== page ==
On 21 December 2022, the Supreme Court handed down its Judgment in Candey Ltd v Crumpler & Another (as Joint Liquidators of Peak Hotels and Resorts Ltd)  UKSC 35. Daniel Saoul KC of 4 New Square chambers, with David Lord KC and Stephen Ryan of Three Stone, acted for the Appellant, Candey Ltd.
The case concerned the circumstances in which a solicitor will, and will not, be entitled to rely on an equitable lien over the recoveries of litigation, in order to get a first call over those recoveries in respect of unpaid fees – an issue which will often arise where the solicitor’s client is refusing to pay or is facing insolvency.
Specifically, the Supreme Court considered whether such a lien, which otherwise arises in the solicitor’s favour, will have been waived as a result of the solicitor taking additional security from the client in respect of their fees, and also considered the relevance of the client taking independent legal advice on the granting of that additional security. Ultimately, the question is whether, objectively assessed, the intention of the parties was that the lien should no longer exist. Key factors which the Supreme Court considered relevant to such an assessment will be whether the new security is inconsistent with the lien (including whether it covers the same property as the lien) and whether the solicitors expressly reserved their right to the lien.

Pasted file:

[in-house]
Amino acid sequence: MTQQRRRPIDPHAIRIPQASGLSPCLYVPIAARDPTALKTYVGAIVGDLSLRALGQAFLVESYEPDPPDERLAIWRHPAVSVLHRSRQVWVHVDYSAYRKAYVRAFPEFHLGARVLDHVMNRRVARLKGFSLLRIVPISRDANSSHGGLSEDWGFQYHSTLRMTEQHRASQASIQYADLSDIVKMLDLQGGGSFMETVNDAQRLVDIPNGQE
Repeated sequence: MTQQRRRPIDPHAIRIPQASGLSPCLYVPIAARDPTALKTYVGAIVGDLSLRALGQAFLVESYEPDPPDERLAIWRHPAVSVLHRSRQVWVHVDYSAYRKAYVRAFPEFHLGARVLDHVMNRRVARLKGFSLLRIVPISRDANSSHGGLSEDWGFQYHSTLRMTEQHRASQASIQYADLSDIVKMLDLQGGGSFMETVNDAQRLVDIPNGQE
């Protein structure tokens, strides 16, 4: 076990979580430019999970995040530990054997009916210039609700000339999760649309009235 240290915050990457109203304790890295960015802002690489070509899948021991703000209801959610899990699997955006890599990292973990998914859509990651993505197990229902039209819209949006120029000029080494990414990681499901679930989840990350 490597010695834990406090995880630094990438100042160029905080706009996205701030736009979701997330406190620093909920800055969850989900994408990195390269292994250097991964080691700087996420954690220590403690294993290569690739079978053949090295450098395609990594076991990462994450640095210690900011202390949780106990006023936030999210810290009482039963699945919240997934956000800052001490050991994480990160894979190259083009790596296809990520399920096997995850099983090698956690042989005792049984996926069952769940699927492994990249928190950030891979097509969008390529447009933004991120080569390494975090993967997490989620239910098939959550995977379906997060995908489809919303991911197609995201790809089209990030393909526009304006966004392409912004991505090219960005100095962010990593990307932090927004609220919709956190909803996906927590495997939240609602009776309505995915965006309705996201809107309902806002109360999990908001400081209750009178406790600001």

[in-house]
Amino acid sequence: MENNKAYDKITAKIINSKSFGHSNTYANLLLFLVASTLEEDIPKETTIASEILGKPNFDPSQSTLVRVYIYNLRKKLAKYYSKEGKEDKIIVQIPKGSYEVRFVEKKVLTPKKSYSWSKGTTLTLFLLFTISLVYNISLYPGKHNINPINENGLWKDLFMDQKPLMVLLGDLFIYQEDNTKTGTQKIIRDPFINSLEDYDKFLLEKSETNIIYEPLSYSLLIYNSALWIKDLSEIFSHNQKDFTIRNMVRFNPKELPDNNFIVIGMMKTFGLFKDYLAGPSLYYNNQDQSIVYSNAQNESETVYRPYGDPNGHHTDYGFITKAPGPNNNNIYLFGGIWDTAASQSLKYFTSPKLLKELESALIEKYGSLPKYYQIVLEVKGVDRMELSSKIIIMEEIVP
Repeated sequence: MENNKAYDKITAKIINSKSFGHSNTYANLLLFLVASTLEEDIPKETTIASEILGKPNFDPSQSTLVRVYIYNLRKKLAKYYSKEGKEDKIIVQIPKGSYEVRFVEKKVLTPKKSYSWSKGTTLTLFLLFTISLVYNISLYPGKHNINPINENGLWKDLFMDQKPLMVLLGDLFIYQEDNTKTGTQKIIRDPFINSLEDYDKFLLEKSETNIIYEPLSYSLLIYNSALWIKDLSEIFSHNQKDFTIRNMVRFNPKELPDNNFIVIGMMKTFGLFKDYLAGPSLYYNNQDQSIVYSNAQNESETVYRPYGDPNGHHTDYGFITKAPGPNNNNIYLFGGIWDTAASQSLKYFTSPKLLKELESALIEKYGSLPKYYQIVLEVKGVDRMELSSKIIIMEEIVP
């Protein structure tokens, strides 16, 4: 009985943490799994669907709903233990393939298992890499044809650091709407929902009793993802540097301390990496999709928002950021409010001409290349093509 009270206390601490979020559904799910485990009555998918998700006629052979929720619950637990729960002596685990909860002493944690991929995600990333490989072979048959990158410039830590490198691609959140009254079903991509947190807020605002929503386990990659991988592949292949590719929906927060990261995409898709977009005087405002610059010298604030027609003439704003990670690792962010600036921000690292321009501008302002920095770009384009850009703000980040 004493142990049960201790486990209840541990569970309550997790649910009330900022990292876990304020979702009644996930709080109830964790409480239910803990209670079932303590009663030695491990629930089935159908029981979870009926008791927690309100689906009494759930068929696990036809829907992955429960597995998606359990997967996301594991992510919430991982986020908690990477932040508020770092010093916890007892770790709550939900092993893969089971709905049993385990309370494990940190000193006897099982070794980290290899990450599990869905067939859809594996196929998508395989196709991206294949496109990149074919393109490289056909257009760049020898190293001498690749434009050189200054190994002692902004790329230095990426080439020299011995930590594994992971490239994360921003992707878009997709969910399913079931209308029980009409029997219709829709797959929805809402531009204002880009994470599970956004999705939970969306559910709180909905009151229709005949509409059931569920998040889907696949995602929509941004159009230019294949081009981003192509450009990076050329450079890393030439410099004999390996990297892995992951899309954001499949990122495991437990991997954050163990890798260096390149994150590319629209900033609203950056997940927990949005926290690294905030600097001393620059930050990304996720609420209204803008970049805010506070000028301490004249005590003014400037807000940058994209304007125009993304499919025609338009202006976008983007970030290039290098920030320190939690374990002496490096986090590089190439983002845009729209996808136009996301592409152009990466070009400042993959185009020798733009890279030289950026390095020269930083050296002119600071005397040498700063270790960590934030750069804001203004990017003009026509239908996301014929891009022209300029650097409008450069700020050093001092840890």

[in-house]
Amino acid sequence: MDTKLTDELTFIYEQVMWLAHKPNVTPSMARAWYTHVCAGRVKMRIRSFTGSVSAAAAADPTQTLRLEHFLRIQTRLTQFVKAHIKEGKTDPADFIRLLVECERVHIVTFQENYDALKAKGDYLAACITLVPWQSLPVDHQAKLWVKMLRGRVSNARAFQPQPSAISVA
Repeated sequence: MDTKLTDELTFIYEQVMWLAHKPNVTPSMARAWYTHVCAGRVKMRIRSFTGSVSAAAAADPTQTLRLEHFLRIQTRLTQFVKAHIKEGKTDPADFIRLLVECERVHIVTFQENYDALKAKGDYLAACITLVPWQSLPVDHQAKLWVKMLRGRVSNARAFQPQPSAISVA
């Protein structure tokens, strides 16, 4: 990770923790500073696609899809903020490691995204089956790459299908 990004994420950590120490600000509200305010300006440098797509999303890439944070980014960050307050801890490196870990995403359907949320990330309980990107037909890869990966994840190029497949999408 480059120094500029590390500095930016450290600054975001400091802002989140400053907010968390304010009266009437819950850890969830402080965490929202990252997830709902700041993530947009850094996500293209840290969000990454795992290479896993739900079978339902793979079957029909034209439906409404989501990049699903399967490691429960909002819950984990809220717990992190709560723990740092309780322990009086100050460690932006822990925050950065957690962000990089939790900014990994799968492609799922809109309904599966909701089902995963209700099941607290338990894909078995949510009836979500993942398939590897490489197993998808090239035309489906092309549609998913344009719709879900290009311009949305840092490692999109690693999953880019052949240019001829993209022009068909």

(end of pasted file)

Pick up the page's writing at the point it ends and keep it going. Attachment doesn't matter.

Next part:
The decision follows on from other recent Supreme Court decisions regarding the solicitor’s equitable lien, namely Gavin Edmondson Solicitors Ltd v Haven Insurance Co Ltd  UKSC 21 and Bott & Co Solicitors v Ryanair DAC  UKSC 8 (with Nicholas Bacon KC and Ben Smiley of 4 New Square Chambers having acted in Bott).
The full judgment in Candey is available here.